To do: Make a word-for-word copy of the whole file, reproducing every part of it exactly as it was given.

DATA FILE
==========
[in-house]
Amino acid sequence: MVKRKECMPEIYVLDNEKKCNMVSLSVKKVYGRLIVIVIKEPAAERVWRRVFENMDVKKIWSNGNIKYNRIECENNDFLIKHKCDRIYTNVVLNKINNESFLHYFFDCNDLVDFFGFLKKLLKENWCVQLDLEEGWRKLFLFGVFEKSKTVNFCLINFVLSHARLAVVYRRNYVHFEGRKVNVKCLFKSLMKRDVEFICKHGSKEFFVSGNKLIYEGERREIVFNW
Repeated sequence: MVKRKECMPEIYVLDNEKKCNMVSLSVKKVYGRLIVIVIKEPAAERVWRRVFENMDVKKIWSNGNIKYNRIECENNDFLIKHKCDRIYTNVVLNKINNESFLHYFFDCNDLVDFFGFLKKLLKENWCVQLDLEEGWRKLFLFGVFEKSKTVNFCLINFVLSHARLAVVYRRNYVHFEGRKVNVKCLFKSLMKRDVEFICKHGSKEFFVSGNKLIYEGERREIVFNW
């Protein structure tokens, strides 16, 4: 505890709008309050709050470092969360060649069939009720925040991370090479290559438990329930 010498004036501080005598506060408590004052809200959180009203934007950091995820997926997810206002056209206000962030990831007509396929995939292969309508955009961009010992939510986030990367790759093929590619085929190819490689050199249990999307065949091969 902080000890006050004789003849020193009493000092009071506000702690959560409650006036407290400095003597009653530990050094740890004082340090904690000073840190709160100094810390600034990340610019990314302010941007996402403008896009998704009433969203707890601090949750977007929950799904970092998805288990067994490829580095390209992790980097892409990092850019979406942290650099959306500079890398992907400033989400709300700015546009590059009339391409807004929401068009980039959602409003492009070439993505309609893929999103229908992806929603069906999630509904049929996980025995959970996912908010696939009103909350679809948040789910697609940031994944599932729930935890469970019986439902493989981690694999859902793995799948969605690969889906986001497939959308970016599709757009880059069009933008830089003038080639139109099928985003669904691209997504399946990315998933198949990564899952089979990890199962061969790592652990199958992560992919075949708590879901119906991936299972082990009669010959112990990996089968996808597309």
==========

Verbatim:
[in-house]
Amino acid sequence: MVKRKECMPEIYVLDNEKKCNMVSLSVKKVYGRLIVIVIKEPAAERVWRRVFENMDVKKIWSNGNIKYNRIECENNDFLIKHKCDRIYTNVVLNKINNESFLHYFFDCNDLVDFFGFLKKLLKENWCVQLDLEEGWRKLFLFGVFEKSKTVNFCLINFVLSHARLAVVYRRNYVHFEGRKVNVKCLFKSLMKRDVEFICKHGSKEFFVSGNKLIYEGERREIVFNW
Repeated sequence: MVKRKECMPEIYVLDNEKKCNMVSLSVKKVYGRLIVIVIKEPAAERVWRRVFENMDVKKIWSNGNIKYNRIECENNDFLIKHKCDRIYTNVVLNKINNESFLHYFFDCNDLVDFFGFLKKLLKENWCVQLDLEEGWRKLFLFGVFEKSKTVNFCLINFVLSHARLAVVYRRNYVHFEGRKVNVKCLFKSLMKRDVEFICKHGSKEFFVSGNKLIYEGERREIVFNW
């Protein structure tokens, strides 16, 4: 505890709008309050709050470092969360060649069939009720925040991370090479290559438990329930 010498004036501080005598506060408590004052809200959180009203934007950091995820997926997810206002056209206000962030990831007509396929995939292969309508955009961009010992939510986030990367790759093929590619085929190819490689050199249990999307065949091969 902080000890006050004789003849020193009493000092009071506000702690959560409650006036407290400095003597009653530990050094740890004082340090904690000073840190709160100094810390600034990340610019990314302010941007996402403008896009998704009433969203707890601090949750977007929950799904970092998805288990067994490829580095390209992790980097892409990092850019979406942290650099959306500079890398992907400033989400709300700015546009590059009339391409807004929401068009980039959602409003492009070439993505309609893929999103229908992806929603069906999630509904049929996980025995959970996912908010696939009103909350679809948040789910697609940031994944599932729930935890469970019986439902493989981690694999859902793995799948969605690969889906986001497939959308970016599709757009880059069009933008830089003038080639139109099928985003669904691209997504399946990315998933198949990564899952089979990890199962061969790592652990199958992560992919075949708590879901119906991936299972082990009669010959112990990996089968996808597309």